- The Stromboli woodburning stove from Wittus Fire by Design.
Even in the best of times, it’s always prudent to reduce energy costs in the home. But with the economy stagnating and winter just around the corner, homeowners throughout the region are looking for ways to tighten up their houses as they tighten their belts.
With an emphasis on leaning green, how can homeowners save a bit of money while being kind to Mother Nature? We spoke to the experts for some tips.
THE ENERGY AUDIT
While there are a number of options available to homeowners, sometimes revealing those options is trickier than one might think. And that’s where a home energy auditor can help.
Peggy Atwood is Assistant Coordinator with Courtney Strong, Inc., a Kingston-based energy savings consultant firm linked to the New York State Energy Research and Development Authority (NYSERDA). She recommends a home energy audit as a means of ensuring the structure in question is given the attention it needs to function to its greatest capacity. “An audit looks at the entire structure as a living, breathing, holistic system,” Atwood says. “You look at how it all interacts together, and the audit will give you a blueprint of that.”
Atwood says an audit can reveal issues not generally traceable by someone without the experience to find them. “A lot of people look at the wall and the roof of their home and don’t see any openings, when in fact there are a lot of openings they aren’t aware of,” she says. “You can’t really see those until you have an audit done.”
A home energy auditor will thoroughly check out the home, generally only leaving behind a small hole drilled in the wall to determine the validity of its insulation. According to Atwood, insulation blown into the walls around 20 years ago might have settled up to 40 percent, rendering it far less effective as time passes.
Home energy audits can reveal a host of problems with simple and inexpensive fixes, Atwood says. And not doing a thorough job of assessing the situation is potentially far more costly in the long term than facing the problems head on.
Atwood estimates the average cost of a complete home energy audit is around $400, which might sound like a lot, but can often be recouped within the first year by enacting the recommended changes. And given what those audits reveal, that might not be as hard to believe as one might imagine. “The total accumulated energy losses that are usually discovered in about 90 percent of the homes is equivalent to having a six-foot hole in the wall,” Atwood says.
Lucy Johnson, a professor of anthropology and the chair of the Vassar College Committee on Sustainability, says there are simple, small weather-proofing actions a homeowner can take, whether they decide to have a home energy audit or not.
“If you have an old house particularly, or any house where you might have air coming in through windows, clear plastic material with Velcro strips works well,” she says. The installation (a do-it-yourself job if you wish) includes passing the hot air from an ordinary household hairdryer over the material, which stretches it out and renders it almost invisible.
Johnson also suggests simple options like caulking around door frames and window frames, and swapping out old-fashioned lightbulbs for energy savers, unless the light is infrequently used. “If you have a light in the closet and you only turn it on when you go in for a coat, it’s probably not worth changing it,” she says.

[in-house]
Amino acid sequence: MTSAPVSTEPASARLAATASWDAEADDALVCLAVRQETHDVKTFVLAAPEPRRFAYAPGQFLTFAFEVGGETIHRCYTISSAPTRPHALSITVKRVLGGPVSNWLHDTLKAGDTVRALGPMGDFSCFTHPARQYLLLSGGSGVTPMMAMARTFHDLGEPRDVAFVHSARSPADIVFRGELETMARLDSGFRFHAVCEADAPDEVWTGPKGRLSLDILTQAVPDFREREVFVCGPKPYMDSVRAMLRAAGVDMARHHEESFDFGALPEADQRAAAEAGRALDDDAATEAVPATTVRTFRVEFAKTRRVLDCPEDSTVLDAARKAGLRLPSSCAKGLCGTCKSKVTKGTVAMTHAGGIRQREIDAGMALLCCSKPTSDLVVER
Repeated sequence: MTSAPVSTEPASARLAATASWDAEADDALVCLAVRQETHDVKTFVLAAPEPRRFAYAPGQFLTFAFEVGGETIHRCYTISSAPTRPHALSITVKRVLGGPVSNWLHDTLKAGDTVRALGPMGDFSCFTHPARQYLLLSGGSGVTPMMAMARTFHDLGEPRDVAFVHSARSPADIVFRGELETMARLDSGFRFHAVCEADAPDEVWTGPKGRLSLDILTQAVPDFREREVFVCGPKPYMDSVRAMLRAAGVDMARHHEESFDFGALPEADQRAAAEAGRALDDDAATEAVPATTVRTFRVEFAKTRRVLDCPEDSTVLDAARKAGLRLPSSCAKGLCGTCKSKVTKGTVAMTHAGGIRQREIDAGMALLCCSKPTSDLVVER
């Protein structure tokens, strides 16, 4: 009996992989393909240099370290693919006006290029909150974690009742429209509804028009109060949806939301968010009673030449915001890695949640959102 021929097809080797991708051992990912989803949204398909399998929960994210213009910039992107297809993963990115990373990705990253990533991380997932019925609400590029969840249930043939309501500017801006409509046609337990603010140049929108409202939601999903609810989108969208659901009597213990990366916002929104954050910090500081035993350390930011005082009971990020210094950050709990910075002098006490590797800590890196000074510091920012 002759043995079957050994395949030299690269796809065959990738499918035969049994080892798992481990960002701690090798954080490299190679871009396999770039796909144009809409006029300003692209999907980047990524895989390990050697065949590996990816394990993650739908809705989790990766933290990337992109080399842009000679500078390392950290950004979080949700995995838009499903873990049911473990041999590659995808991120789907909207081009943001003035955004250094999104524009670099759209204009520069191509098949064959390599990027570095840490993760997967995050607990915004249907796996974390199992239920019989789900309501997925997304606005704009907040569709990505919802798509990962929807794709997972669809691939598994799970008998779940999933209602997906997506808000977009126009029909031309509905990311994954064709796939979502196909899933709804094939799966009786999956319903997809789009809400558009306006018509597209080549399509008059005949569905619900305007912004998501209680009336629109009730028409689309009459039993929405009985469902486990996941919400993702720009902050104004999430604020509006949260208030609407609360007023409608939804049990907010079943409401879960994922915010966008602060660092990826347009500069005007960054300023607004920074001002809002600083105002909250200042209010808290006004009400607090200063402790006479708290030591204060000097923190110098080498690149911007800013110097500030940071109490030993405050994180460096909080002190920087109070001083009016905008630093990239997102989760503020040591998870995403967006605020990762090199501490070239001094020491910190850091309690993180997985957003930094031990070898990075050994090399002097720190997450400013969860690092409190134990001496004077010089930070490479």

Other easy things one can do without enacting wholesale changes are turning off any power strips associated with electronics and turning off the computer when they are not in use. “They chew energy when they’re on,” Johnson says.
Keeping indoor air temperature at realistic levels is easy and will save money, too. “Obviously if you find your house is warm enough in the winter that you need to open windows, you need to turn down the temperature,” says Johnson. “Don’t lose the energy that you’ve already paid for.”
Melissa Everett, Executive Director with Sustainable Hudson Valley, agrees. “Keep temperature no higher than you need it,” she says. “Changing your behavior doesn’t cost anything.” Bundling up is also an effective means of saving energy. “Sweaters are actually very fashionable,” Everett says. “I don’t believe in turning up our noses at managing our energy demand.”
In addition to changing behavior, Everett suggests letting technology help by use of a timer on the thermostat. “Timers are great for anyone who is tech savvy enough to use the darn thing,” she says. “If you go out to work at the same time every day, you can set it up to turn down at 9 in the morning and turn back up at 4:45.”
DON'T BREAK THE SEAL
New Paltz-based architect Rick Alfandre is a big supporter of air-sealing as a means to keep warmed air inside the home where it belongs. A member of the Northeast Sustainable Energy Association and the American Solar Energy Society, Alfandre takes the idea of green energy seriously, and that often begins with sealing any air leaks.
Whole-house fans and attic steps are often sources of heat loss, and both can be sealed airtight for winter through the use of insulated covers. Another potential culprit is a bathroom vent fan, which can easily be remedied with an insulated duct installed beneath attic insulation. If the home has an attached garage, the door that goes to it from inside the house should be airtight and insulated.
And while it represents a larger project for homeowners, Alfandre recommends looking at the boiler or furnace in the home, especially those that may have been around for a while. “It’s not uncommon to see old and antiquated boilers and furnaces, and there may be a reason to consider upgrading to a new piece of equipment. We’re tending to push people to sealed combustion, either propane or natural gas.”